Xenophobia is literally a compound word formed by two Latin words. It found its semantic equivalent with the combination of the words xénos, which indicates the difference, and phóbos, which means fear and/or horror, and entered the literature in the sense of the individual or society’s fear of the foreign and different from themselves. The state of being afraid of strangers, which is mentioned within the scope of the definition of xenophobia, also includes a discriminating, hateful, humiliating, and standardizing hostile attitude towards a different person. In this context, the target audience includes people who are not those from the relevant region, who are not citizens, or who differ in this context [34]. Xenophobia is defined as “attitudes, prejudices, and behaviors that reject, exclude, and often disparage people who are foreign to the society or national identity or who are perceived as a foreign” [35]. In order to understand the concept of xenophobia, it is useful to distinguish it from the concept of racism, which is often confused with each other. While xenophobia expresses a behavior based on the idea that the other is alien to the group; racism explains discrimination based on differences in physical characteristics such as skin color, hair type, and face shape. Racism is also considered the most extreme level of xenophobia [35]. In recent years, migration movements have increased and continue to increase in the world with the expectation of regional conflicts, climate change, security, employment, education, health, and generally higher welfare [36]. While the concept of alien can be considered a universal concept, this is not the case for xenophobia. Xenophobia is an emerging concept: it was first used by Anatole France in 1901 in Monsieur Bergeret a Paris. Situations such as the term anti-Semitism of the Dreyfus affair that shook domestic politics in France at the turn of the twentieth century, and the violent form of nationalism that emerged at the time provided a social and political background for xenophobia [37]. In 1906—the full year of Dreyfus’ rehabilitation - xenophobia was first listed in a French dictionary: Nou eau Larousse illustre. In the following years, it was included in the dictionary in many languages, especially in English [38]. The concept of xenophobia came to the fore again in the COVID-19 epidemic and became the subject of research.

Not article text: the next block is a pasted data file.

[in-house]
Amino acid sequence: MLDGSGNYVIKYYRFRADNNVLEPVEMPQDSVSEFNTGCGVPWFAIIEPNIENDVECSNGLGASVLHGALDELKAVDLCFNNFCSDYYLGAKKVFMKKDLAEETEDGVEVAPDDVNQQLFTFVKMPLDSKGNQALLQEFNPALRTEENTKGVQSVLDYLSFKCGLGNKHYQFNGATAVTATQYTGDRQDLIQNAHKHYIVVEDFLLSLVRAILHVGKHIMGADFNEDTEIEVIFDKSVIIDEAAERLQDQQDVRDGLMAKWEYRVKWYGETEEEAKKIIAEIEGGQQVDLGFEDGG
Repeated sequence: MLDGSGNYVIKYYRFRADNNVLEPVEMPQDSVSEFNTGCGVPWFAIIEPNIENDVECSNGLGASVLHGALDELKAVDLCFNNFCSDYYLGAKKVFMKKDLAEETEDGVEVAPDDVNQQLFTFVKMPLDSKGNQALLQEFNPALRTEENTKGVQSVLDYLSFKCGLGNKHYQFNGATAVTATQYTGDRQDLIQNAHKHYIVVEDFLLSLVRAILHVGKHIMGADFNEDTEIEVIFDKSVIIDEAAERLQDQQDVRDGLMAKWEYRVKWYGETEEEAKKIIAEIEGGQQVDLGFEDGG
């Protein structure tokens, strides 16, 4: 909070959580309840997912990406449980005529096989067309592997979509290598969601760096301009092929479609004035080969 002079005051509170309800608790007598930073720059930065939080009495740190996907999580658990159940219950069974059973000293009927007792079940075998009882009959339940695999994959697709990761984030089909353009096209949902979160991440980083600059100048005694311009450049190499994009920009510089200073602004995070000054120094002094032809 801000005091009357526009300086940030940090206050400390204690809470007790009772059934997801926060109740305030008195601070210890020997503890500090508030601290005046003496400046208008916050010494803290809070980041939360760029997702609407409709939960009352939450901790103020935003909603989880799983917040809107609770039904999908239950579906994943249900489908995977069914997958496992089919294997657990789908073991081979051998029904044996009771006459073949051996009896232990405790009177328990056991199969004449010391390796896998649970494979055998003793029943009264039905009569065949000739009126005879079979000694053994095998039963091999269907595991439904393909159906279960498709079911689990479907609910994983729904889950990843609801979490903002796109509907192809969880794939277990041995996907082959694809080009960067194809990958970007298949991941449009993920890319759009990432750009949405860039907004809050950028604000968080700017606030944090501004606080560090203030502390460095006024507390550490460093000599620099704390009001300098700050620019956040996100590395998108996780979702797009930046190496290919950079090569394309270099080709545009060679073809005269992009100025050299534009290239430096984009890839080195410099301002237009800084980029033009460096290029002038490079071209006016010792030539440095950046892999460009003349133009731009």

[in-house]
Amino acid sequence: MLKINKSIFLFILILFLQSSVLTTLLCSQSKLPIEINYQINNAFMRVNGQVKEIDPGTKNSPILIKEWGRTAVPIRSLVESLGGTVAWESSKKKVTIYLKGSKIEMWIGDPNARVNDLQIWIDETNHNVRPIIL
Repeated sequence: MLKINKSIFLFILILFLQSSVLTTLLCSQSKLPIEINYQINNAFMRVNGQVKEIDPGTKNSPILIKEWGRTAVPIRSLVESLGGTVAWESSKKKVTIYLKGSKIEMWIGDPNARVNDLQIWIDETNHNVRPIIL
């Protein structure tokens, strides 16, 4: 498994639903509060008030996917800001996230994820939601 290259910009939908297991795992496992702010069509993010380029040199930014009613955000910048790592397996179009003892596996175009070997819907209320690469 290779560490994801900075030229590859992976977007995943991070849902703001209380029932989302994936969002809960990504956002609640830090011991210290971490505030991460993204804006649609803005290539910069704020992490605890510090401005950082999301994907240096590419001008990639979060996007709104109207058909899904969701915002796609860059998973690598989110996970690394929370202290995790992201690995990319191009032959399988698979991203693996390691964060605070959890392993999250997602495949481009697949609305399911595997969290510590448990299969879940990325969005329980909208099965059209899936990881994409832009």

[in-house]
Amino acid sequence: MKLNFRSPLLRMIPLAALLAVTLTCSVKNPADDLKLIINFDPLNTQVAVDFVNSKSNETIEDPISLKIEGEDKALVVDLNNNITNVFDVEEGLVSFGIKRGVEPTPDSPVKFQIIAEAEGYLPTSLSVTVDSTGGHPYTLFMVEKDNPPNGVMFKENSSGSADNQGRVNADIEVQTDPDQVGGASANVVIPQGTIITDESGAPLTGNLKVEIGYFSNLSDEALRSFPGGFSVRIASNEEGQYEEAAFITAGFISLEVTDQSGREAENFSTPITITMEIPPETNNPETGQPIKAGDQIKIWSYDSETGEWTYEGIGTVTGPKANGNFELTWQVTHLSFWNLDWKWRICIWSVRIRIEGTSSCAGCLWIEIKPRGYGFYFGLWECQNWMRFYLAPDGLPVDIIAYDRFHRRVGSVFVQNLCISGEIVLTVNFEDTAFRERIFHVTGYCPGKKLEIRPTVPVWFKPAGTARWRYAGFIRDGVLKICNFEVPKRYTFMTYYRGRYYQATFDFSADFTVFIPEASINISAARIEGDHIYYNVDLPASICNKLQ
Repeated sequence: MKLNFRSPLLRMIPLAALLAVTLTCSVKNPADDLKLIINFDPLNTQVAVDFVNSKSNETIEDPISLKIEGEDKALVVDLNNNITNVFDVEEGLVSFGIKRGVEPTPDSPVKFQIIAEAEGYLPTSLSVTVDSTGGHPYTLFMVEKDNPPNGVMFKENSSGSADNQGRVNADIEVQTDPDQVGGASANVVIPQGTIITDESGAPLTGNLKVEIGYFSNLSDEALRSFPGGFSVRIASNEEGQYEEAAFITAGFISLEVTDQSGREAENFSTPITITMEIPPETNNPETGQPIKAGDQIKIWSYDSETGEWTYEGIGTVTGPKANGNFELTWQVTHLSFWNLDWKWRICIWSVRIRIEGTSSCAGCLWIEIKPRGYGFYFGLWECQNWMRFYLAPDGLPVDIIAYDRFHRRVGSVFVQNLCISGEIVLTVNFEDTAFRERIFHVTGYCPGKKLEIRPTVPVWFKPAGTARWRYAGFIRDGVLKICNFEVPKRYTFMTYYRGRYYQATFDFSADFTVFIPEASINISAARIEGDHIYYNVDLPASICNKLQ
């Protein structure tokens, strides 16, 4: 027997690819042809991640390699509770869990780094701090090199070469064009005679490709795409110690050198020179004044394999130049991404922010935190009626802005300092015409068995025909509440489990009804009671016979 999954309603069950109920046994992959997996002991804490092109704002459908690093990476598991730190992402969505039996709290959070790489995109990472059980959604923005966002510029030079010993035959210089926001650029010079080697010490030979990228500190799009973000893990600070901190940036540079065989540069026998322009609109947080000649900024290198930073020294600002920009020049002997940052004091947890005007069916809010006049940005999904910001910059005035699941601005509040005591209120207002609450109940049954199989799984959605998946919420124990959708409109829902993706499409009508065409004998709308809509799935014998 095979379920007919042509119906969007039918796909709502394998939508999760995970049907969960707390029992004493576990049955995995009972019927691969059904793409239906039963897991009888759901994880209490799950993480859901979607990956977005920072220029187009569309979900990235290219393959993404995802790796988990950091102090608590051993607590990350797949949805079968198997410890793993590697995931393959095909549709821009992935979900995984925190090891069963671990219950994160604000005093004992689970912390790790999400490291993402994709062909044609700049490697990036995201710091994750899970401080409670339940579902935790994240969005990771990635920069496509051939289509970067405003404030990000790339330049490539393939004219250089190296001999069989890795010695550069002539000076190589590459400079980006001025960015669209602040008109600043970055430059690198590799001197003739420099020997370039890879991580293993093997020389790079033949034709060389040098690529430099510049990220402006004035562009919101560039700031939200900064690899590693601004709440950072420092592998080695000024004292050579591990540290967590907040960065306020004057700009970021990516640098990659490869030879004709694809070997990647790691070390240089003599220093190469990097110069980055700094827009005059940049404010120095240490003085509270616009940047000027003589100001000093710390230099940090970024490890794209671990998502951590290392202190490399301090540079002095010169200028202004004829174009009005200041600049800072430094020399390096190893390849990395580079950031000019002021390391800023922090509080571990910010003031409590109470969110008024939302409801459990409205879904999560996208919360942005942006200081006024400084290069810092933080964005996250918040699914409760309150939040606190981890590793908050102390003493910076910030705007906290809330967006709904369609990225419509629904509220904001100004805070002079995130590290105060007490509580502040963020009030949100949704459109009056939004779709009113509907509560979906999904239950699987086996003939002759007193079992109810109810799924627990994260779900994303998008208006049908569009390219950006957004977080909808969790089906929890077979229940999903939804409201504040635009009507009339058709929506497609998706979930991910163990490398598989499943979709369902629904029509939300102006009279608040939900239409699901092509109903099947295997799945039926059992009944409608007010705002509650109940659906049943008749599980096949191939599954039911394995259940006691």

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6. Xenophobia associated with COVID-19